For me my collection is an archive of memories from my childhood that I’ve merged together. Different people perceive my collection in different ways depending on the region they are from. People have asked me about the collaboration I have done with Youngs seafood and have found it an interesting concept of the reasons why I wanted to collaborate with them. There’s a long history connection of the town and the fishing industry. Some people are not aware of the brand Youngs's but I admire the all over clashing print of the logos on the coat and hat. Young’s are a Grimsby based company that distribute frozen fish all over the U.K. I wanted to collaborate with Young’s because of the food industry in the town and connections between Youngs being the current sponsors of the Grimsby Town football club. Young’s have sponsored GTFC for 18 consecutive seasons so I reached out to them about my collection idea and they were happy for me to collaborate using their logo. This was something completely new for me to be able to collaborate with a brand so I felt really honoured to be able to do this in my collection
For me my collection is an archive of memories from my childhood that I’ve merged together.
In your collection, you have garments that has football memorabilia and knitwear while other garments represent Fishermen’s garment such as raincoats and su western hats. Which of the two types of garment did you enjoy designing the most?
I would definitely say the football memorabilia was the most exciting to work on. I had this idea of creating this type of knitwear after looking at an old photograph of myself wearing a GTFC scarf and was interested in developing the print further in my collection. I wanted to incorporate stripes and chevron into my print with stripes being in the background andchevron embossed on top. I reached out to a knitwear brand called Naive Knitwear who specialises in machine knitting and sustainable hand crafted knitting. I had drawn the type of knit digitally as we worked together on this during lockdown and she completely understood my vision so we immediately started sampling ideas in different colour ways. It definitely was a trial and error process to achieve the knit I was going for as we had to think about the size of the pattern and how the garments would be machine knitted in the most effective way. I was really intrigued in the construction of the pattern as the knit was made up of 5 different yarns. Sustainability is something I considered in my collection so I wanted the scarf to be made up of recycled yarn and merino yarn to give it softness, strength and to be conscious with designing sustainably!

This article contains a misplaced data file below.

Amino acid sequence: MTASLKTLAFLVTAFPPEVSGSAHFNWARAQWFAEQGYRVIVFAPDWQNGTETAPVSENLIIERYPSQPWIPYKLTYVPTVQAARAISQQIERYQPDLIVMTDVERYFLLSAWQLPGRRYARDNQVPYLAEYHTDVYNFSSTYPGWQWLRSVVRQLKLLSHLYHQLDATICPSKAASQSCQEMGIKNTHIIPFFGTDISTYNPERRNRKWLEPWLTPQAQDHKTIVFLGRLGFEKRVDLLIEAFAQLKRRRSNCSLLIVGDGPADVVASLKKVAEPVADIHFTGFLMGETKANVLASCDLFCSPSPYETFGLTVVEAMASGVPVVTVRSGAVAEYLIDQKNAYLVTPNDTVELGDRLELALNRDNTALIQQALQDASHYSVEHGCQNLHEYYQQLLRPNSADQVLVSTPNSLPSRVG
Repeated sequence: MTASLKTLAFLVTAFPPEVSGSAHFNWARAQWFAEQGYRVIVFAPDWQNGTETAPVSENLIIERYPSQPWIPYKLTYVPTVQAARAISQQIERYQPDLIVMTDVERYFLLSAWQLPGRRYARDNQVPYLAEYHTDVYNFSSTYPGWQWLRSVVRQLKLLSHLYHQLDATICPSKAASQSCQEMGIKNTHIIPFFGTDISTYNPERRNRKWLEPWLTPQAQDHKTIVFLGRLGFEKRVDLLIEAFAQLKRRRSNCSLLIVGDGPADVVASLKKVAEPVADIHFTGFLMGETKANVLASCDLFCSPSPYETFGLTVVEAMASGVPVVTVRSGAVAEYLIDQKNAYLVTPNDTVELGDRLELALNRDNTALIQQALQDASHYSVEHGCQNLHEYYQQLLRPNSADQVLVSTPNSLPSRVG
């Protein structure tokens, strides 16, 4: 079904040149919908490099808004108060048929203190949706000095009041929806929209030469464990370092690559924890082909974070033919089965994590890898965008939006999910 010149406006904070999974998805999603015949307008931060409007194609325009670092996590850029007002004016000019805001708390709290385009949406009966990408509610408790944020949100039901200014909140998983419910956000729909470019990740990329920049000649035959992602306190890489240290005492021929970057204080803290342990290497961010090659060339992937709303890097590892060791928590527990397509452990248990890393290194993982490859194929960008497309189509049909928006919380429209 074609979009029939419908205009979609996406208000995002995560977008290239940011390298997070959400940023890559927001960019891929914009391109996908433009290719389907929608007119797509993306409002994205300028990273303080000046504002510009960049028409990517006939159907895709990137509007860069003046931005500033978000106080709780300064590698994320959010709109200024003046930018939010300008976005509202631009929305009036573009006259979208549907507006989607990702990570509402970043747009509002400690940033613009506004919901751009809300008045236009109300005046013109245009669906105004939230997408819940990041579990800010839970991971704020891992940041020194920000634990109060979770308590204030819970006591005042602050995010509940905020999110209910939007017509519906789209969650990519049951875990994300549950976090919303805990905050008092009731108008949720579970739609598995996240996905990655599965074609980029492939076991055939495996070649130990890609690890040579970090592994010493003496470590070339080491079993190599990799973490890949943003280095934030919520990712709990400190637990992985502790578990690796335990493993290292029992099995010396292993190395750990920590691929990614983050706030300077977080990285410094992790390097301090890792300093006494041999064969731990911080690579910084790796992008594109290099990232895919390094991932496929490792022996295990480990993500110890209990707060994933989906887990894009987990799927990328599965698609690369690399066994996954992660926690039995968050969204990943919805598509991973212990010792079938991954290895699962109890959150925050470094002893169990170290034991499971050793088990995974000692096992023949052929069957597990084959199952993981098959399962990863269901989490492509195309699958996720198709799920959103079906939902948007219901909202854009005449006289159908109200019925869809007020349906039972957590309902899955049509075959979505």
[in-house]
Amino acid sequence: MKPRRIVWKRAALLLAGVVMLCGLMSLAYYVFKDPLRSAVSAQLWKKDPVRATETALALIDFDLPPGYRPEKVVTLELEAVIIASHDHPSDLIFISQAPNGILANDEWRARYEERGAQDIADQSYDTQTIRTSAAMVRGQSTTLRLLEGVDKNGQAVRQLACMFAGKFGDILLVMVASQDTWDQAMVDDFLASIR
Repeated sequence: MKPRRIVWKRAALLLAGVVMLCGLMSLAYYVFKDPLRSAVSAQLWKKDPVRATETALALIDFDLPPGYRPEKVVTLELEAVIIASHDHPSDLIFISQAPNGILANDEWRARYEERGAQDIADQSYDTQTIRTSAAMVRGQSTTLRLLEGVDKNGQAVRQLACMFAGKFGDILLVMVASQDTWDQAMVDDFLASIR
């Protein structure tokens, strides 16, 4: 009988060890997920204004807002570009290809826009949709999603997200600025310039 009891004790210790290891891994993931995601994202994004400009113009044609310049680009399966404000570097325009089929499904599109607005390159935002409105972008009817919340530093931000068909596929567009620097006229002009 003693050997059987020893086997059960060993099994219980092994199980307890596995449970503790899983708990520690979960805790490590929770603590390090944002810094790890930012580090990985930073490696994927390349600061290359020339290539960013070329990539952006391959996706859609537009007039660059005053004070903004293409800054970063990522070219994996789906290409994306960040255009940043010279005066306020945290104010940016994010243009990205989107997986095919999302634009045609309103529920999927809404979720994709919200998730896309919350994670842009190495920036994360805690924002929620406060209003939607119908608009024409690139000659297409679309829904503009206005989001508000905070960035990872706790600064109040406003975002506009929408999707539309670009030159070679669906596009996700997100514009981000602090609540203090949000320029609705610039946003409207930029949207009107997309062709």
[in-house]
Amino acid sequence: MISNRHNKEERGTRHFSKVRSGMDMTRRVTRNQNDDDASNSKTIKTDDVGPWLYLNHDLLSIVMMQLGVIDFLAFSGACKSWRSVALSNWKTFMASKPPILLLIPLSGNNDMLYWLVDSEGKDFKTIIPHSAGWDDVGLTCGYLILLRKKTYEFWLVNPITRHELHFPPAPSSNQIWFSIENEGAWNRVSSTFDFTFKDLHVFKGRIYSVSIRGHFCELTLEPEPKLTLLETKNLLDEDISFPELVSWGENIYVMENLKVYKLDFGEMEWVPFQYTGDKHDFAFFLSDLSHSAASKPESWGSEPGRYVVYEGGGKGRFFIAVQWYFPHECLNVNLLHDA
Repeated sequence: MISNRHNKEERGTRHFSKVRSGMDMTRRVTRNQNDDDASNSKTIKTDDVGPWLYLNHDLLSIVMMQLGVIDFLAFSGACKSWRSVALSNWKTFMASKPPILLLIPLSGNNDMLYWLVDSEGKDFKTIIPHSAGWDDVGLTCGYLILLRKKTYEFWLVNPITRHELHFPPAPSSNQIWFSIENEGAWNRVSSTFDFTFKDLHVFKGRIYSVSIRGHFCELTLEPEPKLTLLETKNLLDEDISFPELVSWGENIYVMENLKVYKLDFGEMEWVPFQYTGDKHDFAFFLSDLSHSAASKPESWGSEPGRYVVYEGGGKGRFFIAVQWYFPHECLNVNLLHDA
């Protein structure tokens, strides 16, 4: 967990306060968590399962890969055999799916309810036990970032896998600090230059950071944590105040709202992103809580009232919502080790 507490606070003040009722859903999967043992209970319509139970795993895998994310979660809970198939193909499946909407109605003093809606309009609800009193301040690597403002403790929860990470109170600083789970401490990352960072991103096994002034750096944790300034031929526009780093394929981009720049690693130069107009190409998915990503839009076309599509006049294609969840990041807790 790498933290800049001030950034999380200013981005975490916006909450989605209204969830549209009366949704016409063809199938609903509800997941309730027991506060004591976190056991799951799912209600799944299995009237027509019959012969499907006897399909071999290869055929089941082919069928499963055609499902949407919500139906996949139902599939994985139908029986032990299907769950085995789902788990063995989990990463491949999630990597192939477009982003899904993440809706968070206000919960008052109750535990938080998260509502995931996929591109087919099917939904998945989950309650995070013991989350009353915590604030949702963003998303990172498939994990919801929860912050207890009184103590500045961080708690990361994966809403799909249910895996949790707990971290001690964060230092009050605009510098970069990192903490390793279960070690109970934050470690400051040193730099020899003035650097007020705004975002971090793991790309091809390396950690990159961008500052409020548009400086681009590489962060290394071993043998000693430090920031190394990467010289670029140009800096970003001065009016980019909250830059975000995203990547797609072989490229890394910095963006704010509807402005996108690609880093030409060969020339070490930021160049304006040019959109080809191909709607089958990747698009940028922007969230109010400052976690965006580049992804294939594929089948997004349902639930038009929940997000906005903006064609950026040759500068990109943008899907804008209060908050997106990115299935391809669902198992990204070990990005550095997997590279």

Do you often feel nostalgic when you see your designs as you were influenced from your childhood?
In a way I do feel nostalgic looking at my collection because it’s almost as if my memories have been reincarnated into a garment like a souvenir of Grimsby. There’s been so many influences from my childhood looking at old photographs was important for referencing the way I design. I always create collections based off first hand experiences as I feel the most connected this way and is the best way of understanding and creating a unique and personal collection that nobody else has done. Each garment silhouette had been determined from the fishing industry, chav subculture and football history. I was researching the history of the Grimsby Town Football kit to see how the striped shirt had changed since 1878. The football club was first called Grimsby Pelham and had a horizontal blue and white striped kit before it became Grimsby Town in 1879. From 1910 the vertical black and white stripes was introduced into the kit and this style now been developed in the kit for over 100 years. This contrast is the reason behind my knitwear being patterned differently on different garments as the horizontal stripes represent the beginning of the Grimsby football era for the knitted shirt and leg warmers meanwhile vertical pattern in the scarf shows how this style is the present moment.
I always create collections based off first hand experiences as I feel the most connected this way
Discover Sophie Wilkinson-Cooper full collection
Words by Kenah Tosh